Will and Ariel Durant (1885-1981 and 1898-1981) wrote in The Story of Civilization, that "In 1923, earthquake, tidal wave and fire took 100,000 lives in Tokyo, and 37,000 in Yokohama and nearby; Kamakura, so kind to Buddha, was almost totally destroyed, while the benign colossus of the Hindu saint survived shaken but unperturbed amid the ruins, as if to illustrate the chief lesson of history--that the gods can be silent in many languages."   [Abridged note by Ward Kelly]

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~ A Poem by Duane Locke ~

A night with fourth grade fractions
And wine.
Should I call this night a wine night,
Or should I call a night of recall,
The recall of a past daytime
When I stood before a blackboard,
Solved what was soon to be erased.
It is now sad to see myself
Standing before a blackboard.
Holding a piece of chalk
Writing down numbers.
This wine is more real than fractions,
More real
Than a sad child.
This wine has hooves
That speak as it races
On the roads of my brain...
I will call this night, a wine night
Although there was a stranger and intruder.

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~ A Prose Piece by Jerry Vilhotti ~

"Eneey, meneey, mineey, moe..." Roy heard the lilting Burywater refrain again. Roy covered his ears and then decided to climb the very same tree where he had once spoken to Johnny: the boy who had moved up from The Bronx about year before..."Johnny come live with me and Mama and let your people go on there way by themselves to that peel-less side of town." Johnny laughed. His laugh had only meant he would be afraid to let his parents go but Roy thought it was at him and his grandmother saying: "Then, don't bother me anymore. You can go to hell! You ain't my friend anymore--Johnny Sanque--and you have a funny last name. It sounds all fouled up but my name Brown has a nice American sound to it but Sanque sounds like dirty mud. You hear me, Johnny-boy? Do you? It's the way your father talks--all broken up" Johnny began to climb down from the tree dejectedly. He would never understand this Burywater that his parents had taken him to; where people smiled at you and then stuck you in the back with bad words or worse like the smiling priest, who hated foreigners, had done on him after doing his big Bing Crosby smile and then began to strap Johnny's hands with his big strap. All he had done was tell the boy who asked him the catechism page, though he would not tell the priest this for that boy would also have been punished for his parents spoke American with a Polish accent or like his first day going to school and the fourth grader Pug Ambrose, leader of the Dewey gang who tried to kill off the Roosevelt kids, made up of first and second graders, during recess. Johnny was on the Roosevelt side and with mighty charges led by big Pug--yelling they were all communist crippled bastards, wops, niggers, polocks and kikes. Johnny had never heard these names before but would more and more as he stayed in this place called Burywater. Roy began to cry; no matter how hard he fought to keep them inside, the tears came flowing out of his eyes. Johnny stopped and climbed back up to the thick branch where Roy was gathered up in a heap. He put his arm around him. It wasn't pity. It was compassion for he and Roy were alike and felt the same way about many things and had been friends from the first day they met and yet somehow Johnny knew they would never see each other again...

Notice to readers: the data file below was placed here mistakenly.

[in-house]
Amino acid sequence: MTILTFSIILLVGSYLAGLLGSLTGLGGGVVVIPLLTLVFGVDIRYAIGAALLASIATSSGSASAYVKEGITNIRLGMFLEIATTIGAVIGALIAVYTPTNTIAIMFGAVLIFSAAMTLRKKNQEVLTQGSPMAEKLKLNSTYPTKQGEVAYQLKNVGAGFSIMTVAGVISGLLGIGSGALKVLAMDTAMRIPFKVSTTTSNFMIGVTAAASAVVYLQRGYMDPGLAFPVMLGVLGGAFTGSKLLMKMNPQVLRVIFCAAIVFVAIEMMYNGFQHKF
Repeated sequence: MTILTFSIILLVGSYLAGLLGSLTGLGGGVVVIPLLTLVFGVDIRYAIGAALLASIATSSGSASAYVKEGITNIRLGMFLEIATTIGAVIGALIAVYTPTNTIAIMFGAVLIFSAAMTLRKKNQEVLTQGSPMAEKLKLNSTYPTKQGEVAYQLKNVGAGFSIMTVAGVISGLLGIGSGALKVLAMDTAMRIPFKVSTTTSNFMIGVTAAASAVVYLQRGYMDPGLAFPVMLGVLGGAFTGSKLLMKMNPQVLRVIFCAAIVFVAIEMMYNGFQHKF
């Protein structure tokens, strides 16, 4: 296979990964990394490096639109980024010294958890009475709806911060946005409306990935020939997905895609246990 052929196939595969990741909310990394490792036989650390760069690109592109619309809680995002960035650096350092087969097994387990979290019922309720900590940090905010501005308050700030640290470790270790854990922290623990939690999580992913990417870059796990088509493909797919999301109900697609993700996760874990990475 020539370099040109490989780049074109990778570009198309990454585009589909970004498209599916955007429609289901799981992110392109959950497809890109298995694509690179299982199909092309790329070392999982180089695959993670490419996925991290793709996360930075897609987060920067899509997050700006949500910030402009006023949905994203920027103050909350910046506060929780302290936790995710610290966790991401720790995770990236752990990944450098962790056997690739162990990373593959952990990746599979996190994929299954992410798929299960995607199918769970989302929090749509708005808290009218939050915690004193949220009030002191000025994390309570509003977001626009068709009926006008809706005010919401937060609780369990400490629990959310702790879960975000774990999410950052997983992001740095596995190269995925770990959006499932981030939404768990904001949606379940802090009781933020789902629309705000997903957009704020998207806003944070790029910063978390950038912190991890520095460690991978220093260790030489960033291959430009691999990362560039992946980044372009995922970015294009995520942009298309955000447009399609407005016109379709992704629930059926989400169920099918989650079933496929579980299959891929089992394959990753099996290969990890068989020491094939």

"Mama," Roy called his grandmother that, "Mama, why can't we go live where Johnny is?"

She looked at him in total disbelief before saying: "You got a shadow on your soul boy and you best try and get comfortable inside and outside of your skin, boy and know that ain't your land over there, boy!"

Roy couldn't understand what she was saying for he was only ten years old.

"What I'm saying boy is that Johnny was a good boy and he really liked you but where he went to live, they don't cotton our kind. Those folks go to church twice on Christmas Day and have alters in their places but no matter how much religion they get they'll always have dark shadows of hate covering their hearts and they'll hate Johnny almost as much as they do themselves so boy don't die in your soul like they do. Hear me boy?"

Roy walked away and began to sing that refrain he had heard often before and somehow he knew he would for the rest of his life but when Johnny was with him the words never hurt as much as they were hurting him now.

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~ A Short Story by Christopher Mulrooney ~